sidered a very easy role to fill but VlS'
count Morley, throwing off the mask of
age, entered heartily Into the work of
his triple office and from the front
bench led the little party of Liberal
peer and answered question about
India and the , foreign policy if the
government an though he enjoyed It.
Viscount Maldane Ambitious.
Hon. Richard P. Haldane, Secretary
of State for War, was raised to the
peerage to assist Viscount Morley but
thus far the newest Liberal Viscount
has found, that the affairs' of the war
office occupy niose of his Ume. When
the Parliament pill reaches the House
of Lords, however, Viscount Haldane
will take a 'loading part In supporting
the government policy. He had n way
In Commons of overcoming the oppos
ition of government's critics and had
reputation of getting his way more
often than any other nicmlber of the
cabinet. This charavterlstic will make
smoother his progress In the uptxT
chamber.
Viscount Ifuldane's ambition- to
become Lard Ohancellor. If the ex
treme Radicals had thetr way he would
be given that position Immediately.
I.ord Loreburn. the present occupant of
the position, an old-Ume and still
t-taunch Radical In most respects, has
given offense to the liberal members
of rural districts, by the persistency
with which he apjxilnts Conservatives
to the magisterial bench, (ignoring the
claims of IJborals to those positions.
whMi are greatly coveted by the coun
try magnates. The government ap
pointed committee- In the various
counties to advise the Lord Chancellor
on these appointments, tut despite this
more iConservatlves found their way
to the bencli than did Liberals.
Hon. Nell Primrose, the younger son
of Ird Rosexhery, Is leading the attack
on Lord Eorchurn and has 4een try
ing to get the Premier to appoint a dny
for the discussion of the whole ques
tion. The Lord Chancellor has created
a rather uncomfortable position for the
government, by. In 'his usual brusque
way, decWIng that the appointment of
magistrates Is the business of hi of
fice and (practically Intimating that rf
the Radical are dlfpleatveI they have
the privilege of trying to dislodge him.
This Is the aim of iMr. Primrose an1
the nntl-Loreburn party.
Home Rule Big Issue. I
In England particularly. Ibut In the
other parts of the kingdom h well,!
the great theme of politicians during
the annual fall campaign, will be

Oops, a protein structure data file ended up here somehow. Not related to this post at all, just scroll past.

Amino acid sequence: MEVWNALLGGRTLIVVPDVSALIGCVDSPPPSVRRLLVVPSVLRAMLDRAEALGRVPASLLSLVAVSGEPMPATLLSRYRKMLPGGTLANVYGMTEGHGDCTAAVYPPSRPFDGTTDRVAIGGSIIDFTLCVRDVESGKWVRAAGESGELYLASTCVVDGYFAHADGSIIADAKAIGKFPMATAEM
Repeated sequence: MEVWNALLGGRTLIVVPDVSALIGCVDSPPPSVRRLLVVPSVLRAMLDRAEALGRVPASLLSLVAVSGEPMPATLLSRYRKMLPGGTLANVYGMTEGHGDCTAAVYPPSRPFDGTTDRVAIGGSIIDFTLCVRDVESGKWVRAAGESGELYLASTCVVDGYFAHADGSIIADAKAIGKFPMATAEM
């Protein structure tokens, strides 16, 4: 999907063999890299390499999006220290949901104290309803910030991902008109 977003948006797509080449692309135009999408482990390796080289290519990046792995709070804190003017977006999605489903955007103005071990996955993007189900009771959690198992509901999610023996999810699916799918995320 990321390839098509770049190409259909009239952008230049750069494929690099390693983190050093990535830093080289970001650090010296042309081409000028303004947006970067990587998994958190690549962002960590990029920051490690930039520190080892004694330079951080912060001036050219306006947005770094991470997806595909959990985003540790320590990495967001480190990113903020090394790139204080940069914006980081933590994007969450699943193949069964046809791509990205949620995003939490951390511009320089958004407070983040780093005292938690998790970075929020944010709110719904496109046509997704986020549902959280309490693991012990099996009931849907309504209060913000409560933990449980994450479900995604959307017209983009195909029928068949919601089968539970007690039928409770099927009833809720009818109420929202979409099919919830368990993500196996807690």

Home Rule. The Unionist are prepar-
ing to Impress upon the people the ar-;
guments agalnwt the granting of Home
Rule to Ireland. I
The Irish Unionist Alliance and the
Ulster Unionist Council are working
In conjunction wlrh the Unionist . lea-j
gue of Great Prltaln and a large- num
ber of upeaker have proffered their
services. On the other hand, the Lib
erals are organizing a counter cam
paign and the whole of the National
ist party have placed their service at
the disposal of the Ministerialists. Al
ready 6,000 meetings have teen arrang
ed. Temperance Campaign.
Labor members of parliament, fol
lowing the example of John Rums, the
first labor leader to "become a Rrltlsh
cabinet minister, have started a tem
perance campaign among the worker
The campaign was opened with a ser
ies ef meetings at Browning Hall, Wal
werth, addressed Iby ten lvibor mem
bers. Incidentally, the speakers ex
pressed a hope that the Anglo-American
arbitration treaty would Iks con
cluded. HONOR DOMINION PREMIERS.
London, May 27. Sir Wlirrld Hu
rler and the other colonial premlera
here to attend the Imperial Conference
of the coronation ceremonies were the
guests of honor at a luncheon gtvcu
by the Eighty Club at the Hotel Cecl
today. Mr. Lloyd George presided.
News Forecast
Of the
Coming Week
.Washington, D. C May 27. Tues
day will ibe given vver by a large sec
tion of tiie country In the annual ob
servance of Memorial Day. Of gen
eral Interest will be address of Pres
ident TaXt at the Arlington Nationat
Cemetery end the address of ex-Preal-dent
Roosevelt at th unveiling of a
Lincoln statue In Newark, N. J.
Saturday, the anniversary of the
birth of Jefferson Davis, the only pres
ident of the Confederate State of
America, will be obse rved as a general
holiday throughout nearly all of the
state of the south.
President Taft 1 fceheduled to leave
Washington Friday evening for Chica
go, where he la to speak Saturday
nU;ht before a conference called to
consider the subject of reciprocity be
tween the United Jwtalrs and Canada.
The President will' return from Chica
go In time to take up the work at the
White Houue Mondiy morning.
Many Democrats of national pio-
minence aro to gather in St. Paul
Thurnday for a conference of leader
of the party In the Northwest. The
tig feature of tho gathering will be
a banquet nt wl lch JudCe Martin Wbde
of lowa will be toastmaster. while the
noted speakers will include William
J. IJryan. Alton n. Parker, Governor
Norrls of Montana and Governor Purke
of North Dakota.
The flrat cotton report of the Depart
ment of Agriculture this season will
be issued at noon Friday and will give
tho estimtited acreage of cotton planted
this year with tho condition of the
crop on May 25.
Tho work of taking the decennial
census of Canada,- will commence
Thurs-'rvy. Over $1,000,000 is to he ex
pended in the work. The census will
embrace the subjects pf population,
mortality, agriculture, manufactures,
minerals, fisheries and dairy products.
Five banner events In Ave distinct
flelda ef sport will interest all